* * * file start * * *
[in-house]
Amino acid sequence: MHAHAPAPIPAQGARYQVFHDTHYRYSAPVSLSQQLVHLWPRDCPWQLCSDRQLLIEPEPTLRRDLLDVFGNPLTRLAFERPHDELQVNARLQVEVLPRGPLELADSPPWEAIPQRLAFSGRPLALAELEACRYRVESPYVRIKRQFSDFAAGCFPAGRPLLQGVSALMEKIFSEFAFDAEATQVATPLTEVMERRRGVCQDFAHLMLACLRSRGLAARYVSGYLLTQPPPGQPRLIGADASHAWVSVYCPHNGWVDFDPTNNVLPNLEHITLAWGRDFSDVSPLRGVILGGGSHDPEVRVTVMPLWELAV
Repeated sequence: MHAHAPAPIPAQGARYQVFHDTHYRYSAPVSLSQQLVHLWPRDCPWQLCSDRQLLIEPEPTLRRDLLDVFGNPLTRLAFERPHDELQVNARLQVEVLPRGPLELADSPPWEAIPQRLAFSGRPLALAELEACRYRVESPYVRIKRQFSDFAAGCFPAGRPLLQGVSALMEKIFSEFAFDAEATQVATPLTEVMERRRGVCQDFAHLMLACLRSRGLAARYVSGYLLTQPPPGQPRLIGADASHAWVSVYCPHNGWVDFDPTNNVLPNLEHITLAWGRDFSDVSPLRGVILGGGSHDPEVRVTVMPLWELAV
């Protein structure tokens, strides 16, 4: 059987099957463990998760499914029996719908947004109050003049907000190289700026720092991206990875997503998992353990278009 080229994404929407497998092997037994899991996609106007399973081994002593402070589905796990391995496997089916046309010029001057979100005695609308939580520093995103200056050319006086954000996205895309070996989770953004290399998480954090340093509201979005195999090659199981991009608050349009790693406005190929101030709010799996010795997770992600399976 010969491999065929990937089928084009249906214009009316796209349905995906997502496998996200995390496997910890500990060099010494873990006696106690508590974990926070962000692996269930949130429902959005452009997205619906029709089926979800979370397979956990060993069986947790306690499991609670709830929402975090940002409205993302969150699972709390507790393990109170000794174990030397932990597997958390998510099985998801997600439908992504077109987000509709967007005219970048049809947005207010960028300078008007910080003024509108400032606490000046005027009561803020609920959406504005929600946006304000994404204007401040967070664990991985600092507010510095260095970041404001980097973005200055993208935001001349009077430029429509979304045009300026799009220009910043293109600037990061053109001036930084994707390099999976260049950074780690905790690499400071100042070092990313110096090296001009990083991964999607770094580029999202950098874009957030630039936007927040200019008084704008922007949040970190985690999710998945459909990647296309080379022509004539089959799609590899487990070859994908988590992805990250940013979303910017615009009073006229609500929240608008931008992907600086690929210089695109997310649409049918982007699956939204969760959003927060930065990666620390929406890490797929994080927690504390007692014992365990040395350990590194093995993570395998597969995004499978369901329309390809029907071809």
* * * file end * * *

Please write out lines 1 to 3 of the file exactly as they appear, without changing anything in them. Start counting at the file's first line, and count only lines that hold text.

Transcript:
[in-house]
Amino acid sequence: MHAHAPAPIPAQGARYQVFHDTHYRYSAPVSLSQQLVHLWPRDCPWQLCSDRQLLIEPEPTLRRDLLDVFGNPLTRLAFERPHDELQVNARLQVEVLPRGPLELADSPPWEAIPQRLAFSGRPLALAELEACRYRVESPYVRIKRQFSDFAAGCFPAGRPLLQGVSALMEKIFSEFAFDAEATQVATPLTEVMERRRGVCQDFAHLMLACLRSRGLAARYVSGYLLTQPPPGQPRLIGADASHAWVSVYCPHNGWVDFDPTNNVLPNLEHITLAWGRDFSDVSPLRGVILGGGSHDPEVRVTVMPLWELAV
Repeated sequence: MHAHAPAPIPAQGARYQVFHDTHYRYSAPVSLSQQLVHLWPRDCPWQLCSDRQLLIEPEPTLRRDLLDVFGNPLTRLAFERPHDELQVNARLQVEVLPRGPLELADSPPWEAIPQRLAFSGRPLALAELEACRYRVESPYVRIKRQFSDFAAGCFPAGRPLLQGVSALMEKIFSEFAFDAEATQVATPLTEVMERRRGVCQDFAHLMLACLRSRGLAARYVSGYLLTQPPPGQPRLIGADASHAWVSVYCPHNGWVDFDPTNNVLPNLEHITLAWGRDFSDVSPLRGVILGGGSHDPEVRVTVMPLWELAV